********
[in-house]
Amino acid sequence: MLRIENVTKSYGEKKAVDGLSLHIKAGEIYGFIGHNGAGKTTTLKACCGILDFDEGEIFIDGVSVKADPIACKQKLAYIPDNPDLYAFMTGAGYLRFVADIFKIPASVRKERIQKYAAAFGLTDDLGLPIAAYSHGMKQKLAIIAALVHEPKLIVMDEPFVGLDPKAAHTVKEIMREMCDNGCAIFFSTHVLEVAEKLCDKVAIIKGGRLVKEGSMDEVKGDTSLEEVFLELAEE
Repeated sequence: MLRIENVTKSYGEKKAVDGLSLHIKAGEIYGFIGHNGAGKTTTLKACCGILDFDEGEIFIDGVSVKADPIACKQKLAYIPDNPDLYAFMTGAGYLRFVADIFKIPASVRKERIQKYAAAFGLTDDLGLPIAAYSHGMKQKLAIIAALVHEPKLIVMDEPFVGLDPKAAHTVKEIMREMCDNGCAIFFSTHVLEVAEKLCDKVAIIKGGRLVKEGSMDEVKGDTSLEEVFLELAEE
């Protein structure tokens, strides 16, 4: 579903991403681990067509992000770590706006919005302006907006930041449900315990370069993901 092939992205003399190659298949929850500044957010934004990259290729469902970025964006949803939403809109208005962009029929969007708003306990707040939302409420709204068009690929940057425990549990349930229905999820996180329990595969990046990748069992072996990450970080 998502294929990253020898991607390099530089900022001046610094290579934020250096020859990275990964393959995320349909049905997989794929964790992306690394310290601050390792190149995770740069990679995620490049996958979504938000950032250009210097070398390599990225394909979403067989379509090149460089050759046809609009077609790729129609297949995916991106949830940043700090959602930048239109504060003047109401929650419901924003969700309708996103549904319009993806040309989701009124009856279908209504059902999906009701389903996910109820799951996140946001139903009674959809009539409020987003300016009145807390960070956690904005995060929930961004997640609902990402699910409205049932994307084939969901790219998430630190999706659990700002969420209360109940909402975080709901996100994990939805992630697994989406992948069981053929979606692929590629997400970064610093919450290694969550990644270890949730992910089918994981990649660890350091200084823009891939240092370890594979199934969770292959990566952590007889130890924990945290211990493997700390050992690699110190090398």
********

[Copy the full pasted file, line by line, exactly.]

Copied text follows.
[in-house]
Amino acid sequence: MLRIENVTKSYGEKKAVDGLSLHIKAGEIYGFIGHNGAGKTTTLKACCGILDFDEGEIFIDGVSVKADPIACKQKLAYIPDNPDLYAFMTGAGYLRFVADIFKIPASVRKERIQKYAAAFGLTDDLGLPIAAYSHGMKQKLAIIAALVHEPKLIVMDEPFVGLDPKAAHTVKEIMREMCDNGCAIFFSTHVLEVAEKLCDKVAIIKGGRLVKEGSMDEVKGDTSLEEVFLELAEE
Repeated sequence: MLRIENVTKSYGEKKAVDGLSLHIKAGEIYGFIGHNGAGKTTTLKACCGILDFDEGEIFIDGVSVKADPIACKQKLAYIPDNPDLYAFMTGAGYLRFVADIFKIPASVRKERIQKYAAAFGLTDDLGLPIAAYSHGMKQKLAIIAALVHEPKLIVMDEPFVGLDPKAAHTVKEIMREMCDNGCAIFFSTHVLEVAEKLCDKVAIIKGGRLVKEGSMDEVKGDTSLEEVFLELAEE
């Protein structure tokens, strides 16, 4: 579903991403681990067509992000770590706006919005302006907006930041449900315990370069993901 092939992205003399190659298949929850500044957010934004990259290729469902970025964006949803939403809109208005962009029929969007708003306990707040939302409420709204068009690929940057425990549990349930229905999820996180329990595969990046990748069992072996990450970080 998502294929990253020898991607390099530089900022001046610094290579934020250096020859990275990964393959995320349909049905997989794929964790992306690394310290601050390792190149995770740069990679995620490049996958979504938000950032250009210097070398390599990225394909979403067989379509090149460089050759046809609009077609790729129609297949995916991106949830940043700090959602930048239109504060003047109401929650419901924003969700309708996103549904319009993806040309989701009124009856279908209504059902999906009701389903996910109820799951996140946001139903009674959809009539409020987003300016009145807390960070956690904005995060929930961004997640609902990402699910409205049932994307084939969901790219998430630190999706659990700002969420209360109940909402975080709901996100994990939805992630697994989406992948069981053929979606692929590629997400970064610093919450290694969550990644270890949730992910089918994981990649660890350091200084823009891939240092370890594979199934969770292959990566952590007889130890924990945290211990493997700390050992690699110190090398």